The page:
Repression in the Existential Lives of Dostoevsky’s Poor People


  • Jesús Ramirez University of South Florida



Freud, Dostoevsky, repression, psychoanalysis, existentialism


This paper explores Sigmund Freud's concept of repression in the existential strife exhibited by two main characters, Makar Alexyevitch and Varvara Alexyevna, in Fyodor Dostoevsky's Poor People. To demonstrate this, I psychoanalyze of how they handle their repressed desires, emphasizing the necessity of Freud's main rule for this method: Openness. Dostoevsky's Poor People presents an existential crisis handled through openness and mishandled when an individual represses one's desires. In delving into Dostoevsky's first novel, I demonstrate a link between the existential and psychological, wherein individuals strive to overcome themselves. Surprisingly, this link has a come a common influence between Dostoevsky and Freud: Immanuel Kant. I briefly discuss this shared similarity to show the basic idea of an "existential middle" derived from a Freudian psychoanalysis of Dostoevsky's Poor People.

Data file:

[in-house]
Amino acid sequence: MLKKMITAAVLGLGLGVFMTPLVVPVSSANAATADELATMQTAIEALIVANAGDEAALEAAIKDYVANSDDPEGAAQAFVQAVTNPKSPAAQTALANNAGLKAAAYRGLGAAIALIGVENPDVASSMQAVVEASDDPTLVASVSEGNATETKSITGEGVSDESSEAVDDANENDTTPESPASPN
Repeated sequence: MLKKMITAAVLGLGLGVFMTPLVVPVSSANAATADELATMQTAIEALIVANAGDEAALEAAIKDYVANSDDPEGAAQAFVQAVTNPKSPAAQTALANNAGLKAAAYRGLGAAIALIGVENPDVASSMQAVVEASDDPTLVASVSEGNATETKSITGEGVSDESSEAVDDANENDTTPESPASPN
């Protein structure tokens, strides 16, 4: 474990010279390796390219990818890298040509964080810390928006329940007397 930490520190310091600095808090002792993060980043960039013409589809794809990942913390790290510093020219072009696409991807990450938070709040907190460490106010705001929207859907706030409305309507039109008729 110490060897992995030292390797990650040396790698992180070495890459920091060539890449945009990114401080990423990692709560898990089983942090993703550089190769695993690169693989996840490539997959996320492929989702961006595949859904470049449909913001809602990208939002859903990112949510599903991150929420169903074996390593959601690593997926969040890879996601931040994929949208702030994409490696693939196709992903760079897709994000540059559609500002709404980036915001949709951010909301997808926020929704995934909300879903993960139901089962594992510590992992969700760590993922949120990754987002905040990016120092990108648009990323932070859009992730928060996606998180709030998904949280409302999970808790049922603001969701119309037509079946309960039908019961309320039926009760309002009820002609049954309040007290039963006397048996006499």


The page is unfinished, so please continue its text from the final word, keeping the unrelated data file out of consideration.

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Dostoevsky, Existential Philosophy, and Contemporary Thought